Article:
Mental Capacity Act
Every day we make decisions about our lives. These decisions could be about simple things like what we eat or what we wear. They could also be about more major things like our health, our care and our finances. Complex matters to consider might include decisions about where to ilve or whether to accept medical treatment.
Mental capacity refers to our ability to make decisions in everyday life.
The Mental Capacity Act 2005 (MCA) provides the legal framework for acting and making decisions on behalf of individuals who lack the ability to make particular decisions for themselves. The Mental Capacity Act aims to protect the rights of individuals who may lack the capacity to make decisions. This act aims to ensure there is consideration of a person's rights, wishes and beliefs within the best interest decision making process.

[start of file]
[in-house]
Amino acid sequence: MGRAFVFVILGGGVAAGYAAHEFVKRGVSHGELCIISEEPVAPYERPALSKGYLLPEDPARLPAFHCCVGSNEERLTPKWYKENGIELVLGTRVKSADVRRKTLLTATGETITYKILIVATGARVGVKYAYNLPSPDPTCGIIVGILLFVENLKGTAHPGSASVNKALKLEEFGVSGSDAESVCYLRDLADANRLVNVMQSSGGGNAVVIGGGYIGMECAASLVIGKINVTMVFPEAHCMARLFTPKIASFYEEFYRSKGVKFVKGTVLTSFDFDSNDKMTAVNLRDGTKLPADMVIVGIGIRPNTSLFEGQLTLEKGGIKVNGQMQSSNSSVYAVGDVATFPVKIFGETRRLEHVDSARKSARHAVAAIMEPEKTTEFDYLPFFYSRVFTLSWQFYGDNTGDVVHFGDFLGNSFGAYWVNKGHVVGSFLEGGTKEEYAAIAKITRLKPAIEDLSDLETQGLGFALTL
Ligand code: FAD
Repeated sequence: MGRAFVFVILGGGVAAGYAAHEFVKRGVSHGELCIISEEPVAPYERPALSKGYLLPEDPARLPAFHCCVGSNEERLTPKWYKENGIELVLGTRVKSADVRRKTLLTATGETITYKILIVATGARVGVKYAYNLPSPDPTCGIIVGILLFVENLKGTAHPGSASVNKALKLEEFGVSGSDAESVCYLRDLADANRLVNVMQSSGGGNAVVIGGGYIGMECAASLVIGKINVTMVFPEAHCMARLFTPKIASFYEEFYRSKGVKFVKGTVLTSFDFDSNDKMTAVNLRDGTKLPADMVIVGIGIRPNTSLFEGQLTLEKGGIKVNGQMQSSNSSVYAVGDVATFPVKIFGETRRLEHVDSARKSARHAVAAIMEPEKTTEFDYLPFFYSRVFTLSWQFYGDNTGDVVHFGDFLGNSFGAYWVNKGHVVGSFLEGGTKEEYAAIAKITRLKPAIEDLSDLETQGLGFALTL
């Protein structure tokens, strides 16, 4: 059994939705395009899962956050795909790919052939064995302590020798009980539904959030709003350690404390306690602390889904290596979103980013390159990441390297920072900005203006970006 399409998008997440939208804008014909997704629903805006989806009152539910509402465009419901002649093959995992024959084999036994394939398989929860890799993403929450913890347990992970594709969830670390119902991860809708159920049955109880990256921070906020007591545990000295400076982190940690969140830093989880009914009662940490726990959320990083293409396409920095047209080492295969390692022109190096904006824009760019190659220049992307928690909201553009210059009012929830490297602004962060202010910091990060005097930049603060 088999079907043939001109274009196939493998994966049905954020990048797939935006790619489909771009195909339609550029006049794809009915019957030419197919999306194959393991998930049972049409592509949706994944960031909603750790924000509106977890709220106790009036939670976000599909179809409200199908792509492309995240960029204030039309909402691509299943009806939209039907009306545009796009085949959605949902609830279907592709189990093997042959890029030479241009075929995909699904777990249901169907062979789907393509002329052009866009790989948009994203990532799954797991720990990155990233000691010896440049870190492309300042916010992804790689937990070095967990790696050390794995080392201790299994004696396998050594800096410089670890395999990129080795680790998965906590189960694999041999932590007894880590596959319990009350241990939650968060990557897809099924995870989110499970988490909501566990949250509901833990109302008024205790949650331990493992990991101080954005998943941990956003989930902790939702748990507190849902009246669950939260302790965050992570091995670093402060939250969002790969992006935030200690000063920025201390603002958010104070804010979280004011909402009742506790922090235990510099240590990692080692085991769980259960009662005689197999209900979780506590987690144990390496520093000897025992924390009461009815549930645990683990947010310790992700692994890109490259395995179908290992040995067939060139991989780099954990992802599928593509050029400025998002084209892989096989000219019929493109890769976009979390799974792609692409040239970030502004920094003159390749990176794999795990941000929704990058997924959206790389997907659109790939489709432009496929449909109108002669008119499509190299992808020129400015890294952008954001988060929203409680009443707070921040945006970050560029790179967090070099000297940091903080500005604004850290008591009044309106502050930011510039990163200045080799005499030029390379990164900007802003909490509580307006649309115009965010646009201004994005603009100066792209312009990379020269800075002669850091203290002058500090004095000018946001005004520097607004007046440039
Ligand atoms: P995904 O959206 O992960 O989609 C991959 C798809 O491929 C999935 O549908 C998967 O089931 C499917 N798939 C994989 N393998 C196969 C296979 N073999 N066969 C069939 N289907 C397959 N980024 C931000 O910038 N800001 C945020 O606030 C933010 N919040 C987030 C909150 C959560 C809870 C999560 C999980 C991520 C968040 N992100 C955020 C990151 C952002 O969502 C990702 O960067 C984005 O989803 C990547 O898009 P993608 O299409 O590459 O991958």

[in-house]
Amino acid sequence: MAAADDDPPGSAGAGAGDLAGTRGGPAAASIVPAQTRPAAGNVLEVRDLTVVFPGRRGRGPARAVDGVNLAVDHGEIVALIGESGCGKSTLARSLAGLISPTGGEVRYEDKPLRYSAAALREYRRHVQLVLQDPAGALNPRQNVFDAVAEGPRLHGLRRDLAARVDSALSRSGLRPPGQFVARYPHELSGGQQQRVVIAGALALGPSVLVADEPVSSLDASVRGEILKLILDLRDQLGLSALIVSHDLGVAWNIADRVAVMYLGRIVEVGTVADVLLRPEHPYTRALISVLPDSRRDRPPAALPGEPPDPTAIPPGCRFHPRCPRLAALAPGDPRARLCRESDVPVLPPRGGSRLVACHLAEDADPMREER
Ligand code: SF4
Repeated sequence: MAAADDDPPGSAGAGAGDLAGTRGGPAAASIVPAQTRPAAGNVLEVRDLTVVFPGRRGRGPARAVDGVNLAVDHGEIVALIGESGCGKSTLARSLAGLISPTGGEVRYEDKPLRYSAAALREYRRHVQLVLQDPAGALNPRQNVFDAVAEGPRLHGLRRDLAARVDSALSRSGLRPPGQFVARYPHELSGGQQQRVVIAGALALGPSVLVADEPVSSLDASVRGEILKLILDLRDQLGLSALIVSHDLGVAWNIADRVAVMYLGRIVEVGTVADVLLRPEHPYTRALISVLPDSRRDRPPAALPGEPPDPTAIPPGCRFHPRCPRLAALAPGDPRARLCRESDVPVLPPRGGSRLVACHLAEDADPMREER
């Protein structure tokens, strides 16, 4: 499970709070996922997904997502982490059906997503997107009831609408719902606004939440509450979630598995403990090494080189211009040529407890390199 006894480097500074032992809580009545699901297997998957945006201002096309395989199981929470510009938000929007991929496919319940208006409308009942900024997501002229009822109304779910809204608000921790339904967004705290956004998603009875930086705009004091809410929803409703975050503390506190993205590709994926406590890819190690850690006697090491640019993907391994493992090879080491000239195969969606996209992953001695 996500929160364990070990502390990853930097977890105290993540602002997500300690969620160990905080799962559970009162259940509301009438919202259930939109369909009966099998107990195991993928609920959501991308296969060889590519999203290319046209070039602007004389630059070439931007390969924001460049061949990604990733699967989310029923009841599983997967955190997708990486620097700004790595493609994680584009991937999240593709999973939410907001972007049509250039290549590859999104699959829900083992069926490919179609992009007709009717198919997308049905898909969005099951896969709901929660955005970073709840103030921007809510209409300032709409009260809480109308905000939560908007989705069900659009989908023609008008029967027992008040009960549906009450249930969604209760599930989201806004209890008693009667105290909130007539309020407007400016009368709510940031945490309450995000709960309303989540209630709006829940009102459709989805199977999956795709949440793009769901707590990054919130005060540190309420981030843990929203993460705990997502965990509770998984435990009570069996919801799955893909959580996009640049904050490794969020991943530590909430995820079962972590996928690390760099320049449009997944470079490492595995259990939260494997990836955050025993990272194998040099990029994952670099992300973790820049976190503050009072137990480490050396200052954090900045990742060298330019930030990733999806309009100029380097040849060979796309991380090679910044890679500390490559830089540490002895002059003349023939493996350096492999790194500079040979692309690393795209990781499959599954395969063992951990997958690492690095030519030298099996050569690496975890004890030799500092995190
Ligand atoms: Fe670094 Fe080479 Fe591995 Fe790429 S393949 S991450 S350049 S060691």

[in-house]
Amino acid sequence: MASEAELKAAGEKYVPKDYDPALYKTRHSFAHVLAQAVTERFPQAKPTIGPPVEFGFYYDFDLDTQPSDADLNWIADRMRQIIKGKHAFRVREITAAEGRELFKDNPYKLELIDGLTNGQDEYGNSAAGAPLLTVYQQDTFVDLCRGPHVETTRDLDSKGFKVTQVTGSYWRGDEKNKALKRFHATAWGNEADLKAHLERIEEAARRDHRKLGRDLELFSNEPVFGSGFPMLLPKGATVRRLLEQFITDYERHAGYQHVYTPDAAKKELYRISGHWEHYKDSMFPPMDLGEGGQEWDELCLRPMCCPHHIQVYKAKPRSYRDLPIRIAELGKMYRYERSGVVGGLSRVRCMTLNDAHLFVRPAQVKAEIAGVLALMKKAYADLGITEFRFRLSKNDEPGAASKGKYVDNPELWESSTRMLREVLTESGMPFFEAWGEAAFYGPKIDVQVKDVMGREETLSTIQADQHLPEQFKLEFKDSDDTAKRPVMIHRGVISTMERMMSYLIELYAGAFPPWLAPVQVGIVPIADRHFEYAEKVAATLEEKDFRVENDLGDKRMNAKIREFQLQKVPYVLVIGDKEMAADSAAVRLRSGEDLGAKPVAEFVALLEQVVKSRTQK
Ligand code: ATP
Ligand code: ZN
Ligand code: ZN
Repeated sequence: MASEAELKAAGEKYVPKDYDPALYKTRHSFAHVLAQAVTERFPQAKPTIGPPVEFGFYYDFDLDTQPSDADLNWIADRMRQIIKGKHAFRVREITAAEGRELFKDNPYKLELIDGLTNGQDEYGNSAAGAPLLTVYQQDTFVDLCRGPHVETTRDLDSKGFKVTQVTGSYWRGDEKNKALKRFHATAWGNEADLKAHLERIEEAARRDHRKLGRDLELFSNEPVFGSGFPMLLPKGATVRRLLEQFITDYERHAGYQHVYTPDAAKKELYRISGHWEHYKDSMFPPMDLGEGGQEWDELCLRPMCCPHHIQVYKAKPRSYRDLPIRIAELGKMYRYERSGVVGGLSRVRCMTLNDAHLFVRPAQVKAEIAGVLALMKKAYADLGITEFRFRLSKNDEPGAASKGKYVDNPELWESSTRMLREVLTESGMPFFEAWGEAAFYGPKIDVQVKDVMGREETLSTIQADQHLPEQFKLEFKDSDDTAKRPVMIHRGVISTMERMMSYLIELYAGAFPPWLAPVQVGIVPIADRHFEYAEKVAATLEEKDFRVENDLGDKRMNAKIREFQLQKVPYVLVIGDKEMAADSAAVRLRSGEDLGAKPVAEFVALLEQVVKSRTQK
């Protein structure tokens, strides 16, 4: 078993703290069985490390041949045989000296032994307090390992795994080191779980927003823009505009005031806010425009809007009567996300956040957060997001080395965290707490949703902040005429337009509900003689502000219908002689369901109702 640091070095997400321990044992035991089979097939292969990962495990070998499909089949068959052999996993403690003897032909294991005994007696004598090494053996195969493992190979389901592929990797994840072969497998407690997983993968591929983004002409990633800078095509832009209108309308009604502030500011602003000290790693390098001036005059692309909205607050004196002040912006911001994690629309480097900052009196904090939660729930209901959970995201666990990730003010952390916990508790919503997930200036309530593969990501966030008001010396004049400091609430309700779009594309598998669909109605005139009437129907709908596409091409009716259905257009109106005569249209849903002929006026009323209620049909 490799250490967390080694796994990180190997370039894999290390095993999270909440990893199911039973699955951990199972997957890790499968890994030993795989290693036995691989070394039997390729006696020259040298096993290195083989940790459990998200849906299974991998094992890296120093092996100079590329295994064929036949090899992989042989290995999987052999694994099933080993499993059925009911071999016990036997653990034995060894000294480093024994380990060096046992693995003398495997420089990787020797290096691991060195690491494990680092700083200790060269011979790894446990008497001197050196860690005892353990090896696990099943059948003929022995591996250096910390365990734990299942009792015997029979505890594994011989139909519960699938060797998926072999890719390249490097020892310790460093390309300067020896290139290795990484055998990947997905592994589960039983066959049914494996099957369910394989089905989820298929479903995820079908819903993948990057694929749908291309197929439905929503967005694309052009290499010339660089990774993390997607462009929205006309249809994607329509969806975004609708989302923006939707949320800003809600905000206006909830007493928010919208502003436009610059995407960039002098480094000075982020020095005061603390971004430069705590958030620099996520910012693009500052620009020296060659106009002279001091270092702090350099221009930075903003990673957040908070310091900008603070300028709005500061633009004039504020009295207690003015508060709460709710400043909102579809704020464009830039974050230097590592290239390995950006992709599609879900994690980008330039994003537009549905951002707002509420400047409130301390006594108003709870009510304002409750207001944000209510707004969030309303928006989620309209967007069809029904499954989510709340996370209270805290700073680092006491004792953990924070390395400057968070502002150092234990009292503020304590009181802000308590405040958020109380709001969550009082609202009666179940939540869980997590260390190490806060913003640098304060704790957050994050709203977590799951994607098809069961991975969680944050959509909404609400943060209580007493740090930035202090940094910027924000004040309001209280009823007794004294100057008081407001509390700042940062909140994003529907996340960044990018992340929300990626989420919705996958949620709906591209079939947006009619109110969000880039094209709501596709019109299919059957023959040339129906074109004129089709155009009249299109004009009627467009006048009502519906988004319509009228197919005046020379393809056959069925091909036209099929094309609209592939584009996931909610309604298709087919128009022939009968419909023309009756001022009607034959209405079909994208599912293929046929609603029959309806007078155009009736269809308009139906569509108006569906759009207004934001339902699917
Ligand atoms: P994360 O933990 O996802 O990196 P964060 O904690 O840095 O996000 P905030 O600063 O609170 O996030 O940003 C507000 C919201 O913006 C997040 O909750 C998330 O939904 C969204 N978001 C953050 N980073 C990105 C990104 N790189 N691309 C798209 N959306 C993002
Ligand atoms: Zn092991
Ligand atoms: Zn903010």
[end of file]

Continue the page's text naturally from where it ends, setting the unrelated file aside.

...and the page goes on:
For everyone working with and/or caring for an adult who may lack capacity to make a specific decision for themselves, the same rules apply whether the decisions are life-changing events or everyday matters.
Making decisions factsheets
- Making decisions about your health, welfare or finances. Who decides when you can’t?
- Making decisions - A guide for family, friends and other unpaid carers
- Making decisions - A guide for people who work in health and social care
- Making decisions - A guide for advice workers
- Making Decisions – An Easy Read Guide
- Making decisions - The Independent Mental Capacity Advocate (IMCA) service
Three e-learning training packages are available free to Bolton staff and can be accessed in the Training section.